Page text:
Vinod Rai : The man who exposed the major scams in India
The office of the Comptroller and Auditor General of India was established under the Indian Constitution to audit all the expenditure of the Government of India and the State Governments. Previously headed by Vinod Rai (who retired few days back), a man of tough integrity, this body has played a major role in exposing some of the biggest scams in the past few years including the 2G Spectrum Scam, the Commonwealth Game Scam and the Coal mining Scam. The CAG is appointed by the President of India after a recommendation by the Prime Minister. The office of CAG carries out independent investigation and is answerable only to the Parliament. It is a body that is not much known to the people but is very influential. In fact it is an organization that is feared by many politicians and bureaucrats of this country.
Ever since Vinod Rai took office in 2008, he was been determined to expose corruption in the government without yielding to any political pressure from the ruling party. In fact it was because of him that the office of CAG turned from an inert body to people’s watchdog. He did give the UPA a very tough time and was asked by the political leaders to keep a check on the reports being published by the CAG. The three major scams exposed under his leadership are:
1) 2G Spectrum Scam: It involved politicians and government officials illegally undercharging the telecom companies in India for frequency allocation licenses. The estimated value of loss is `1.76 lakh crores (although the exact amount is undisputed). The prime accused was A Raja (then Minister of Communication and IT) who favoured some companies at the expense of public wealth. Such big was the scam that Time listed it at number two in “Top 10 Abuses of Power.”
2) Commonwealth Game Scam: After the CWG concluded in 2010, 53 cases of corruption were examined by Central Vigilance Commission against the Organizing Committee. The main accuses was the CWG Organizing Committee Chairman Suresh Kalmadi. The official figure of estimated loss is around ` 40,000 crores.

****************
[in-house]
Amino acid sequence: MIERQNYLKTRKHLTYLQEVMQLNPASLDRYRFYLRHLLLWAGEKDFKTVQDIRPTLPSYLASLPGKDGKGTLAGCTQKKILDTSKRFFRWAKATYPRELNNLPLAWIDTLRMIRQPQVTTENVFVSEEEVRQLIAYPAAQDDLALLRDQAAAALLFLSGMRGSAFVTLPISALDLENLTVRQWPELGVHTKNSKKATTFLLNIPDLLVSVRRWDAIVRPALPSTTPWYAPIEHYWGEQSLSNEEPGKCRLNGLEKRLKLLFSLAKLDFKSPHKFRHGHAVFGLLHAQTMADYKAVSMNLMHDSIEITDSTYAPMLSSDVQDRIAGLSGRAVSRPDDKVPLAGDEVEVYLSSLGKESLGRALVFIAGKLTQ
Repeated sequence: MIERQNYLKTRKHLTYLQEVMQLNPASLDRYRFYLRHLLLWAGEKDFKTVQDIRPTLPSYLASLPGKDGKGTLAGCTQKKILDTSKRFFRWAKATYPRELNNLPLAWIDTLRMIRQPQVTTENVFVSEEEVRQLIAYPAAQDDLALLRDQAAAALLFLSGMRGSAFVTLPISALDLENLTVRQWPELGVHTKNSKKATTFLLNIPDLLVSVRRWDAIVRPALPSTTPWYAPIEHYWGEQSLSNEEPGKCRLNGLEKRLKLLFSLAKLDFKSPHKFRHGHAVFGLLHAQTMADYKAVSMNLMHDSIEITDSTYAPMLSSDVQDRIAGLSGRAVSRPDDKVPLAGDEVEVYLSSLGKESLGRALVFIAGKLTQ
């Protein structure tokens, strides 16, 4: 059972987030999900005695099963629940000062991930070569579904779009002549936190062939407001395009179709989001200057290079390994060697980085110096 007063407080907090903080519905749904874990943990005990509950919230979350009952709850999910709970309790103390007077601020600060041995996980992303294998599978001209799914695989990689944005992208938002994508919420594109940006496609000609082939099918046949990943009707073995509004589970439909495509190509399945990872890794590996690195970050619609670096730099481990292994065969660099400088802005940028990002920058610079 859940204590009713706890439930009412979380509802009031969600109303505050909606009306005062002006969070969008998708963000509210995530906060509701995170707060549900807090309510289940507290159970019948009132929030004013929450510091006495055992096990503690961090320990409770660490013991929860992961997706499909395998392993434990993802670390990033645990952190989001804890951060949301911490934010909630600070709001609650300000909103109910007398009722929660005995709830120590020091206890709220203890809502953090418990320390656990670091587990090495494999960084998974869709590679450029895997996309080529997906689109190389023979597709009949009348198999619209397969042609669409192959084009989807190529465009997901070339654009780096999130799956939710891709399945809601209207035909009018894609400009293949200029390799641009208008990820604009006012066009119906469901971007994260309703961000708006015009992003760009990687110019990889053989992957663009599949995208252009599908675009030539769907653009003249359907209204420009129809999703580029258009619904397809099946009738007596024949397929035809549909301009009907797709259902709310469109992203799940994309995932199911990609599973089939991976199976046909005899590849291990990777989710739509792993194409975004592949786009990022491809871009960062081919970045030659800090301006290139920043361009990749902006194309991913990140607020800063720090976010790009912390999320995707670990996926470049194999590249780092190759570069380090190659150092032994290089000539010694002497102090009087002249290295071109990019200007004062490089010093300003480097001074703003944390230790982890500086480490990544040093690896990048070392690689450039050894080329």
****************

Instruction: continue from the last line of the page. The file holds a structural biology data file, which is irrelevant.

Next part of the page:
3) Coal Allocation Scam: The CAG accused the Government of India for allocating coal blocks inefficiently during 2004-2009. The Government had the option of allocating coal block through competitive bidding but did not do so. As a result the Public Sector Enterprises and private firms paid much less than they might have (around one-twentieth of the market value of coal). The amount that the government could have gained is estimated to be around ` 1.85 lakh crores.
With such a massive amount of public money and some of the big names in Indian politics involved it isn’t surprising that the higher authority made an effort to stop him. He never let the threats or warnings bother him and publicly slammed the government for its incompetency. He dared to challenge the wrongdoings of the government and honestly did what he was supposed to do. At a speech in Harvard Kennedy School he openly accused the government of crony capitalism.
Here is an excerpt from his speech at the Harvard Kennedy School:
“What we have been introspecting is whether our constitutionally mandated responsibility ends the moment we have placed our Reports in the Parliament or is it in any way beyond this mechanical function that we perform. To get an answer to this query repeatedly arising in our minds, we also looked at the constitutional position of Supreme Audit Institutions in certain other parliamentary democracies. This was at the time, when we were being advised by the highest in the land, not to exceed our mandate which they believe to be mere accountants and to conduct mechanical audit of government’s expenditure. We were being advised not to get into the realm of auditing policy formulation. The question that continues to repeatedly arise in our minds is whether the Parliament, and in fact, the public at large, expect us to be mere accountants and do arithmetic over government expenditure? If it was so, then why should constitutions worldwide – appoint such high dignitaries as Auditors General and give them independence, freedom from the executive and accord them a constitutional position. Evidently what was envisioned in the constitution was more than expecting them to be mere accountants.”
Urging the young students to become leaders in social welfare he further said:
“The challenge is to be a change agent. Being a change agent is not all that difficult. Each one of us should have certain non-negotiable principles governing our lives. The biggest challenge facing you is to constantly change yourself without changing the core principles in you.”